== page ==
There are three particularly interesting things about the evolution of SB109, starting with last year's SB187 and ending with Substitute #4. The first is that the gatekeeper authority the State Engineer was seeking was significantly limited. He could look at nonuse only when a change application was protested and then, only if all of the parties agreed to allow him to address the nonuse issue. Otherwise, the issue would be addressed by swinging out to the courts or the Ombudsman and then the parties would proceed with the State Engineer for the rest of the change application process. If the change application was not protested, the State Engineer would not be able to act as a gatekeeper and would have to proceed with the change application without looking at nonuse.

The second interesting thing is that initially members of the House of Representatives felt like they were cut out of the policy making process because they were essentially told that the bill had been through extensive development, negotiations, and review by the water community and therefore the bill (SB109 and Substitutes #1 and #2) shouldn't be changed by the House. Ironically, the same water community felt like they had been cut out of the policy making process by the House because they were not going to get to see Substitute #3, and did not get to see Substitute #4, before being presented on the floor of the House for adoption.

The third item is that through this process, a very detailed and complex proposal evolved ... without review by, and input from, the general members of the water community. The process, though cumbersome, appeared to be generally fair. However, substantial opposition was generated because interested people were not given the chance to be involved in the process.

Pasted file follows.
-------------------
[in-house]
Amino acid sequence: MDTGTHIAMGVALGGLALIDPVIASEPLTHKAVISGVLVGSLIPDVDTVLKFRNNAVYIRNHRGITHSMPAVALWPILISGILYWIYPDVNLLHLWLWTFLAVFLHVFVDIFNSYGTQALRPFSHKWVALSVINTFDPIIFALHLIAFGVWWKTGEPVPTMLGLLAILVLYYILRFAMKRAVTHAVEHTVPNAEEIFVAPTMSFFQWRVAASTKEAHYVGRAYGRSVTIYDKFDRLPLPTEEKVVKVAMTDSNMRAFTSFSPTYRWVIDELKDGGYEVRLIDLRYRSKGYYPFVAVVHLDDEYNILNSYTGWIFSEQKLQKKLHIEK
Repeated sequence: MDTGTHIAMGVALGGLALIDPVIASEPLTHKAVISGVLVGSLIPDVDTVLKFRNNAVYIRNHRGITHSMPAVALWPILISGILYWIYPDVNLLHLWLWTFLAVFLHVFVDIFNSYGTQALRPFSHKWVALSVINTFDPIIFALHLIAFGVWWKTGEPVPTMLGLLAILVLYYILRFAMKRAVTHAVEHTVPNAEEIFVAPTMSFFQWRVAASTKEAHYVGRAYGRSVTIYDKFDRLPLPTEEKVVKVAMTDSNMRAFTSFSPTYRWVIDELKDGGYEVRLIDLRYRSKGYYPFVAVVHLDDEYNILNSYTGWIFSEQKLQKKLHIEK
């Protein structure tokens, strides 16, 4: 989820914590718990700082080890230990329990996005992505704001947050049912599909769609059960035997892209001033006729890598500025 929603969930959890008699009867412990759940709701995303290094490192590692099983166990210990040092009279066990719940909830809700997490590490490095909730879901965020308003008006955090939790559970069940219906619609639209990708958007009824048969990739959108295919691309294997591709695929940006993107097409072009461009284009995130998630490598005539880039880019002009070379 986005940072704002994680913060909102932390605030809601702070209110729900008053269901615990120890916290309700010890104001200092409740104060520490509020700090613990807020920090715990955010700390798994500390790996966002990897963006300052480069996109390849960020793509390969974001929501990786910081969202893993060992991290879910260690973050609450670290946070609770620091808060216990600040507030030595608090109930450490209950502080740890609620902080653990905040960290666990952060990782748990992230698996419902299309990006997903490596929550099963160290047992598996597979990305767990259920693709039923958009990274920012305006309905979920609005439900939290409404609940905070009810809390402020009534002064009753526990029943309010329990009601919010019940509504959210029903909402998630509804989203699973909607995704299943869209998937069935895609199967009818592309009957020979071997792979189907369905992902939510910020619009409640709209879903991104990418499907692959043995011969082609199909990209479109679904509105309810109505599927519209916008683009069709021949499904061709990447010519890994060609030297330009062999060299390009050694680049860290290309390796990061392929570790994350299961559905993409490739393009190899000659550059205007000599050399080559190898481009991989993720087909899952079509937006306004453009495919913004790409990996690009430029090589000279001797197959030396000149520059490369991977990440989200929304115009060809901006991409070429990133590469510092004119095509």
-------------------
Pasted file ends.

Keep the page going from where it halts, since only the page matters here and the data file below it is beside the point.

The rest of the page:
It appears that these three factors, in some combination or another, doomed Substitute #4 in the waning hours of the session. Substitute #4 was adopted and passed the House late in the session and was sent over to the Senate for the Senate to "concur" with the changes made by the House. It was immediately "circled," or placed on hold, by the Senate. Later in the afternoon, it was uncircled and then the Senate, without debate, refused to accept the House changes. That is, the Senate refused to accept Substitute #4 over Substitute #1 which the Senate had previously approved. When there is a stalemate such as this, a "conference committee" with three Senators and three Representatives is appointed to try to work out a mutually agreeable compromise. With the few hours remaining in the session, it appears that this conference committee process was not actively pursued and the bill was left to die as the session ended at midnight. One final interesting point is that there does not seem to be anything in the list of issues to be addressed by the legislature during the interim on water rights, change applications, or shareholder rights. So, we may be left with the current status of no State Engineer authority to review non-use for a while.